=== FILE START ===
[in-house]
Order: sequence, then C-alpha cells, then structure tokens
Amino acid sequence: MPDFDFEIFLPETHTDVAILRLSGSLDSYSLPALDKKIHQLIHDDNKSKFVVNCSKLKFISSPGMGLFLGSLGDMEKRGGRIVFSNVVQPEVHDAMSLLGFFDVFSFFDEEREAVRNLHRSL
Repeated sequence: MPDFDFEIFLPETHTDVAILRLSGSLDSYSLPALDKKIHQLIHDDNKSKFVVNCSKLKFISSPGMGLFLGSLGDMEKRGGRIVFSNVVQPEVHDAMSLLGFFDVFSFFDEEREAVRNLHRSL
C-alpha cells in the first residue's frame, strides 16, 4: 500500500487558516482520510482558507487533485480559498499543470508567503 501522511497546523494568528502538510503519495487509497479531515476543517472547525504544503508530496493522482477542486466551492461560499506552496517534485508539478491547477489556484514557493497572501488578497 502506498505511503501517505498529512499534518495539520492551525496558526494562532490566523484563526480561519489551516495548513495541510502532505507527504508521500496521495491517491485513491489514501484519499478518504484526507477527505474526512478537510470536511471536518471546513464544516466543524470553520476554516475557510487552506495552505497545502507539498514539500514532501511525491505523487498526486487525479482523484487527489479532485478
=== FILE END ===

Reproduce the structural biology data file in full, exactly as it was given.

[in-house]
Order: sequence, then C-alpha cells, then structure tokens
Amino acid sequence: MPDFDFEIFLPETHTDVAILRLSGSLDSYSLPALDKKIHQLIHDDNKSKFVVNCSKLKFISSPGMGLFLGSLGDMEKRGGRIVFSNVVQPEVHDAMSLLGFFDVFSFFDEEREAVRNLHRSL
Repeated sequence: MPDFDFEIFLPETHTDVAILRLSGSLDSYSLPALDKKIHQLIHDDNKSKFVVNCSKLKFISSPGMGLFLGSLGDMEKRGGRIVFSNVVQPEVHDAMSLLGFFDVFSFFDEEREAVRNLHRSL
C-alpha cells in the first residue's frame, strides 16, 4: 500500500487558516482520510482558507487533485480559498499543470508567503 501522511497546523494568528502538510503519495487509497479531515476543517472547525504544503508530496493522482477542486466551492461560499506552496517534485508539478491547477489556484514557493497572501488578497 502506498505511503501517505498529512499534518495539520492551525496558526494562532490566523484563526480561519489551516495548513495541510502532505507527504508521500496521495491517491485513491489514501484519499478518504484526507477527505474526512478537510470536511471536518471546513464544516466543524470553520476554516475557510487552506495552505497545502507539498514539500514532501511525491505523487498526486487525479482523484487527489479532485478